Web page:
Today marks the 356th anniversary of the liberation of Taiwan from the Dutch by the Ming loyalist Zheng Chenggong (1624-1662), better known in the West as Koxinga.*
Zheng Chenggong was born in Nagasaki, the son of Zheng Zhilong -- a Chinese merchant and occasional pirate -- and a Japanese woman named Tagawa. Zheng Chenggong moved to Quanzhou in Fujian as a child, and he spent his youth there preparing to enter official service under the Ming.
After the fall of Beijing to the Manchus in 1644, his father Zheng Zhilong joined the Ming resistance and served one of the many pretenders/contenders to the Ming throne, Prince Tang, who at the time was ensconced in Fujian. After the Prince was captured, Zheng Zhilong--ignoring his son's pleas--went over to the Qing side, but Zheng Chenggong continued his struggle against the Manchu invaders. After a series of defeats at the hands of Qing banner troops, the younger Zheng was forced to flee across the Taiwan straits to Formosa, then under the control of the Dutch.
On April 30, 1661, Zheng Chenggong besieged the Dutch at Fort Zeelandia (near present-day Tainan) with an estimated 900 ships and 25,000 men. The Dutch held out for a year, waiting for reinforcements and provisions from Batavia that never came.
On February 1, 1662, with the fort parched for a lack of fresh drinking water, the Dutch governor of Formosa, Frederik Coyett, finally surrendered. Under the terms negotiated, the Dutch were free to leave with their personal belongings so long as the goods and supplies of the Dutch East India Company were left behind. Coyett's surrender ended 38 years of Dutch rule on Formosa.
Unfortunately for the cause, within a year Zheng Chenggong was dead, apparently of malaria, although other reports claim he committed suicide after a series of personal setbacks.
(Several of his generals defected and his son was caught dallying with one of Zheng's nurses.)
His descendants succeeded him as "Kings of Taiwan" with the capital at Tainan, and their fleets attacked shipping and occasionally raided the coastline, harassing Qing forces in an attempt to recover the mainland. To stop the depredations of the Zheng family, the Qing government instituted severe measures including the forcible removal of all coastal populations from Shandong in the north to Guangdong in the south, beginning in 1662, inhabitants of coastline villages were moved inland by about 20 miles. The effects of this forced relocation were probably more devastating to those communities than the piratical raids, and the Qing government finally abandoned the policy in 1681.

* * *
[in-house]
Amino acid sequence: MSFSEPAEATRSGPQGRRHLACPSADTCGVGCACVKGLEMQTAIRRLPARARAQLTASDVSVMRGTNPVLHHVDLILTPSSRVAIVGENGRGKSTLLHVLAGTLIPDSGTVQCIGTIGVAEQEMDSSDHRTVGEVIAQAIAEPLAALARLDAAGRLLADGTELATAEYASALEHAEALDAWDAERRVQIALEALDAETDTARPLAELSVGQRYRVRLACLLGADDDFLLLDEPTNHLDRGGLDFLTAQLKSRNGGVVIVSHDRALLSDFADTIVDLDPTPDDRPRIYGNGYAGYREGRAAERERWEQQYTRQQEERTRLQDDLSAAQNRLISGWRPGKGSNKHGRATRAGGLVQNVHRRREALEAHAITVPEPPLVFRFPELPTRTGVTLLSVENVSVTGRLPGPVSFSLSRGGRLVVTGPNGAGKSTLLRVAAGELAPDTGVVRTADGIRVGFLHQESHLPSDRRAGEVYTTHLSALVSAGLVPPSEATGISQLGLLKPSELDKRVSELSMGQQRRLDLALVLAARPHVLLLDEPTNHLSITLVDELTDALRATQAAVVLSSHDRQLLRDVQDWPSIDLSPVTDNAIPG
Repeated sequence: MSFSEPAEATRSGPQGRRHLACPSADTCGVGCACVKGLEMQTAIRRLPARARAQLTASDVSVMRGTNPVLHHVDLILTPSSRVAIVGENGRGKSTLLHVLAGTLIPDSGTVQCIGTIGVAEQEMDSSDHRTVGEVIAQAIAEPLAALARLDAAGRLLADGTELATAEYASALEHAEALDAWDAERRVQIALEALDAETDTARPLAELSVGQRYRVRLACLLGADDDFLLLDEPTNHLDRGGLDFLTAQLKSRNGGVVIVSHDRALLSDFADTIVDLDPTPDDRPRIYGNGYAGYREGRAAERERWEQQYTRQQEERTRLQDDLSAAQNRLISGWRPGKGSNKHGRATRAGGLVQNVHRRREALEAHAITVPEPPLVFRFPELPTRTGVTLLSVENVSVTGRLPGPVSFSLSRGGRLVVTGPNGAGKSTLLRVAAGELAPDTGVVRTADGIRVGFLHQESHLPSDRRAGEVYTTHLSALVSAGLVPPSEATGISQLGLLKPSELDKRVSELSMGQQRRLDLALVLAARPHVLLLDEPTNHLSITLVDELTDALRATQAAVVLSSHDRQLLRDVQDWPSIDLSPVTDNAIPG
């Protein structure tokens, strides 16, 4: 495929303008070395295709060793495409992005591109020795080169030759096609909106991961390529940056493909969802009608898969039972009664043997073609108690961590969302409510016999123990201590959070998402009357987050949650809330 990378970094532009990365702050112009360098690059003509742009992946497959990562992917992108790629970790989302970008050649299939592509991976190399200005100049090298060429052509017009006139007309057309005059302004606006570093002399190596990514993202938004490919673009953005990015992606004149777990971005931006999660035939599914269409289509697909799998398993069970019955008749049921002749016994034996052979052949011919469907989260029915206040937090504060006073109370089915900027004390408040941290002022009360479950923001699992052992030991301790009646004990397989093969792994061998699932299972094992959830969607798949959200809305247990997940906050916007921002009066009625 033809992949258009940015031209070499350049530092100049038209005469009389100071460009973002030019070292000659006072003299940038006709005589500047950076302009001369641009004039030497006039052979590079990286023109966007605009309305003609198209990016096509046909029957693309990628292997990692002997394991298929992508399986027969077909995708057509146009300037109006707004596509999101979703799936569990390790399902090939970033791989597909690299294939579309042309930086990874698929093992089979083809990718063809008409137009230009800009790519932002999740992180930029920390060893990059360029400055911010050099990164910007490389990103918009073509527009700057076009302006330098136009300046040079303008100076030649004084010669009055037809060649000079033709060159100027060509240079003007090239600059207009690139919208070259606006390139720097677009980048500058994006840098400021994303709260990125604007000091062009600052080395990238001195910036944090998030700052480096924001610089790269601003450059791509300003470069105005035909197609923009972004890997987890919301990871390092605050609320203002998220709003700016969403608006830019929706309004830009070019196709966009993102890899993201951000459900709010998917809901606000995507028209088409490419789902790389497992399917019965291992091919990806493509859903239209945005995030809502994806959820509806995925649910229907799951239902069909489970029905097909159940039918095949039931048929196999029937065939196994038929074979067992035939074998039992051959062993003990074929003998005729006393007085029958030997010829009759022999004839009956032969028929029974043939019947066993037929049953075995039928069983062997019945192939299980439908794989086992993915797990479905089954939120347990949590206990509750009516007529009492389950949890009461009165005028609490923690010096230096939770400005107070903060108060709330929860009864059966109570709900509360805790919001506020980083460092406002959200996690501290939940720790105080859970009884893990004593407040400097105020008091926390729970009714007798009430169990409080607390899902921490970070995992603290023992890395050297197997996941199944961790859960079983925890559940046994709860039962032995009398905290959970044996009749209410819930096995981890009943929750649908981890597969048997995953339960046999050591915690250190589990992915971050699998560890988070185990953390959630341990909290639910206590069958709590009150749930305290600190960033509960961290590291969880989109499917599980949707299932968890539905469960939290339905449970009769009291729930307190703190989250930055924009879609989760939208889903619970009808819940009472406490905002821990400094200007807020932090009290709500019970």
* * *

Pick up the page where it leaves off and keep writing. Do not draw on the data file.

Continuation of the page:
The Zheng family would rule Taiwan until 1683 when an armada led by Admiral Shi Lang, a former comrade of Zheng Chenggong, defeated a Taiwanese fleet under the command of Feng Xifan and Zheng Chenggong's grandson, Zheng Guoxuan. Both Feng and the youngest Zheng surrendered and were shipped off to Beijing to be enfeoffed. (Some of their followers were not so lucky and were instead exiled to Xinjiang). Shi Lang then formally annexed the island for the Qing dynasty.
The Qing court made Taiwan a prefecture of Fujian province, under whose jurisdiction the island would remain until 1887 when Taiwan became its own province.
1683 marked the first time that Taiwan came under the direct administrative control of any dynasty. Even then, for much of the 18th and even 19th centuries, the island was still a rough and ready frontier of settlers, pirates, native peoples and foreign traders. It was feared by Qing officials as an exotic, difficult, and dangerous post, and the island was never an easy place to manage.
Zheng Chenggong has left a complicated legacy. He is claimed as a 'national' hero by the PRC, the ROC, and Japan, and has been the subject of many plays, stories, movies, and television shows. Perhaps his most notable representation was that by the celebrated Japanese playwright,Chikamatsu Monzaemon, a master of the bunraku form of puppet theater, whose Battles of Koxinga (Kokusen'ya kassen 国性爺合戦) first appeared in 1715.
During the period of Japanese colonial rule (1895-1945), Zheng, with his mixed heritage, was held up as a symbol of the connections between Japan and Taiwan. Following the KMT takeover, the story of Zheng's resistance to the Qing, and his use of the island as a base for a future attack on the mainland was a source of inspiration to the ROC on Taiwan, who would sometimes speak of Chiang Kai-shek as a latter-day Koxinga. To Communist historians in the PRC, Zheng is an anti-imperialist hero whose defeat of the Dutch has been the subject of many teledramas and films in mainland China.
While much of Zheng's life is clouded by mystery and myth, he remains one of the most colorful figures in China's long history.
*Derived from the Hokkien pronunciation of his title, "Bearer of the Imperial Surname" 国姓爷: guo xing ye in Mandarin and approximately kok-xing-ah in Hokkien/Minnan Dialect.
Source: Arthur W. Hummel, Eminent Chinese of the Ch'ing Period. Vol. 1, (Taipei: SMC Publishing, Inc., 1991) Original edition published by the U.S. Government Printing Office, Washington, 1943.
This post was originally published on February 1, 2007.